by Ernie Regehr
Murray Thomson 1922-2019
Murray Thomson was our friend, colleague, and mentor. He had the good fortune to lead a very long, productive, and exemplary life, and some of us had the very good fortune of sharing elements of it with him. The following brief tribute acknowledges his central role in launching the initiative we know as Canadians for a Nuclear Weapons Convention and celebrates his life of activism and optimism in the face of the challenges that he felt so deeply. The way in which we truly honor him is to continue to pursue the kind of world that he imagined and never stopped pursuing.
In the many conversations, stories, and recollections we’ve already had in mourning the loss and celebrating the life of our friend and colleague, Murray, one thing that keeps coming through is that all the phone calls, emails, and visits with Murray seemed to be in roughly equal measure expressions of warm encouragement and pointed admonition.
He was of course extraordinarily supportive to all his friends and co-workers, and he was just as impatient about the letters not yet written, the funds still to be raised, and the new proposals insufficiently embraced. And what, we’ve had to confess, was just a little disconcerting was the obvious fact that, even in his 90s, he was still setting the standard for commitment, energy, and stick-to-itiveness.
He modelled a life of commitment and high expectations. That covered active engagement in a wide range of causes aimed at human and planetary betterment, and while he was the progenitor of countless organizations and initiatives, those exemplary qualities shone through with particular intensity in his advocacy for a world without nuclear weapons – for a world, as he argued the case, with the wisdom and enough basic sense to turn from the insanity of looking for global security in weapons dedicated to destroying it.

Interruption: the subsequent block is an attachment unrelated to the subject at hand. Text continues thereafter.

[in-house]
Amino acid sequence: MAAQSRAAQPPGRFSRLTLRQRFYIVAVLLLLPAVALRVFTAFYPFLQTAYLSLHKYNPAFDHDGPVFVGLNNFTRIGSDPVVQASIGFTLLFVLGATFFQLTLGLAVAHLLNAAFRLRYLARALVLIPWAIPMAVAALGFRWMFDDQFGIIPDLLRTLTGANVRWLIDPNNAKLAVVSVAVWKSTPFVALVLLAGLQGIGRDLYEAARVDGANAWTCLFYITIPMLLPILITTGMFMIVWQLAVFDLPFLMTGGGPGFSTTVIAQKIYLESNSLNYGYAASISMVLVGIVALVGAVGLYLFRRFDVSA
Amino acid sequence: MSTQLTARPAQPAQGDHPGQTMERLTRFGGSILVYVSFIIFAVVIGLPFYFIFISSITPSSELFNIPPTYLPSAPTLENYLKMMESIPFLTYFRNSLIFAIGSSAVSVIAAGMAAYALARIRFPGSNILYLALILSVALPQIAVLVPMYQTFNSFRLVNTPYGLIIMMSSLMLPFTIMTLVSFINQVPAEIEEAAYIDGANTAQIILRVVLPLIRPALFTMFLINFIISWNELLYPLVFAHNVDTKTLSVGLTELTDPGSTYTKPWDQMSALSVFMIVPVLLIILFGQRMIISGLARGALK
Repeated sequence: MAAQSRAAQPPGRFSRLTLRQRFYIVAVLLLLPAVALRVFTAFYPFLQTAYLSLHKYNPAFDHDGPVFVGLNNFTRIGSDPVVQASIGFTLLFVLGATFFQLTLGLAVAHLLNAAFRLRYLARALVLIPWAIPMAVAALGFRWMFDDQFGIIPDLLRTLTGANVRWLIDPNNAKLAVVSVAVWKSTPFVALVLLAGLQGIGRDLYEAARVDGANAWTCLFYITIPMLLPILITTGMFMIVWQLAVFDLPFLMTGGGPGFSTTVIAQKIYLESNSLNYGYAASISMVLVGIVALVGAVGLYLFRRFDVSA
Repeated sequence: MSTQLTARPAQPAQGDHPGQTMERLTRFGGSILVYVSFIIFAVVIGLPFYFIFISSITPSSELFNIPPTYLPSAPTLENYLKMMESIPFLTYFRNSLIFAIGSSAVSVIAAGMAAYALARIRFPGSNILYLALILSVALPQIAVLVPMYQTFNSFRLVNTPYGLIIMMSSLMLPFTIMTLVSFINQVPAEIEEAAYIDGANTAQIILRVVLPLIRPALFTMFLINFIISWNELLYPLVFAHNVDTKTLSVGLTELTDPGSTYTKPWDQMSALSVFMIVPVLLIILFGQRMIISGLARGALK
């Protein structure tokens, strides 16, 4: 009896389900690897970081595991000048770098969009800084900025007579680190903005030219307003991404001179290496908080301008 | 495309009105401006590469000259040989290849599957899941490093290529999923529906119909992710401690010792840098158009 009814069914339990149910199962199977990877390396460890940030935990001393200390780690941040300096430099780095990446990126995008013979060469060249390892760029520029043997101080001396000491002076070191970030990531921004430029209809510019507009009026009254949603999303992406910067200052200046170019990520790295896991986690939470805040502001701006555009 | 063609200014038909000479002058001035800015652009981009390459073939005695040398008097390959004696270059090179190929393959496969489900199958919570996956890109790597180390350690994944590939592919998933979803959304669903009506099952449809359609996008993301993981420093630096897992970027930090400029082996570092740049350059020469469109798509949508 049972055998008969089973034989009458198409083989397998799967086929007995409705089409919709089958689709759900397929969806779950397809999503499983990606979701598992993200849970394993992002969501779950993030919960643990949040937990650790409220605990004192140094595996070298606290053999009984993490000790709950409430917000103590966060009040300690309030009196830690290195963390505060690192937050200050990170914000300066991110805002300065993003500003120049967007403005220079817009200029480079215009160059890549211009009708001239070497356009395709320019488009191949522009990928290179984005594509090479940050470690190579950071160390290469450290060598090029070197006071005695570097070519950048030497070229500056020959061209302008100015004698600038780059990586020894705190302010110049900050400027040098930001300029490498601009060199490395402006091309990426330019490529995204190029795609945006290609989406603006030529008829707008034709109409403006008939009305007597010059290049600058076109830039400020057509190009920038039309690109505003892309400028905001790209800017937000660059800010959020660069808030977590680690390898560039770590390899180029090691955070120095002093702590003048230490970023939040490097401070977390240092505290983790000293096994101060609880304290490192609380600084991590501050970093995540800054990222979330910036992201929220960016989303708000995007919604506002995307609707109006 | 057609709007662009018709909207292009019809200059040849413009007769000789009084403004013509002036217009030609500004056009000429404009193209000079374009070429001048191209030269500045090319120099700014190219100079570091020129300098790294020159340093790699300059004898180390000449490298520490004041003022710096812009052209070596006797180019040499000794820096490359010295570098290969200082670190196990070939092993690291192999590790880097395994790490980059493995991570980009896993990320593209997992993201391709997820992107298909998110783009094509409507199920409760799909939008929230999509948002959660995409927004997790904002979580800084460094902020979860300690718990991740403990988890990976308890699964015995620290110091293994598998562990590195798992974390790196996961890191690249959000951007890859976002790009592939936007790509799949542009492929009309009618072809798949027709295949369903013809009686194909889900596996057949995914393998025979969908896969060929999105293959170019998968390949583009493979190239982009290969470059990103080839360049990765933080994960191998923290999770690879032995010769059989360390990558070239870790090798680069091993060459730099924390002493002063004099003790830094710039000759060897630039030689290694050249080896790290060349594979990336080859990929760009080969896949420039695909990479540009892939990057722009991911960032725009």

His attention to nuclear disarmament came into sharp focus in his work with Project Ploughshres, which he of course co-founded, in the build up to the United Nations’ First Special Session on Disarmament in 1978. He toured the country spawning civil society disarmament groups from Victoria to Halifax, and in the decades that followed, nuclear disarmament remained a central theme of his tireless work.
In a fitting final act, a decade ago he embarked on a campaign to invite distinguished Canadians who had been honored as recipients of the Order of Canada to join a call to challenge successive Governments of Canada to undertake a major initiative in support of nuclear disarmament. To date, substantially in response to Murray’s countless phone conversations and emails, still offering that compelling combination of warm encouragement and pointed admonition, that disarmament call has now been answered by 1035 recipients of the Order of Canada.
He is remembered by many for his sense of humour, but it wasn’t so much that he was funny but that he was in relentlessly good humour – upbeat and eager to get at the jobs before us. And those jobs were many, ambitious, and daunting. Murray nurtured in himself an unusually visceral sense of the perilous state of the world – the threat of sudden and cataclysmic nuclear disaster, the slow and inexorable drift toward a climate change tipping point, the seeming frailty of our collective commitment to basic rights and reconciliation, the persistence of systemic economic disparity and poverty at home and in the world at large. He felt it all, deeply, and yet he met it all with his equally unusual energy, resilient optimism, and a seemingly endless fount of good humour. He never seemed to doubt that all those impending and already present disasters could be overcome if enough of us simply got at it.
And now, though we’re saying goodbye, our friend has not been silenced. Our inboxes are still replete with his ideas and proposals. That indefatigable optimism still buoys us. We continue to be bolstered by his encouragement and admonished by his impatience. And some will even go on repeating the bad puns and abundant jokes.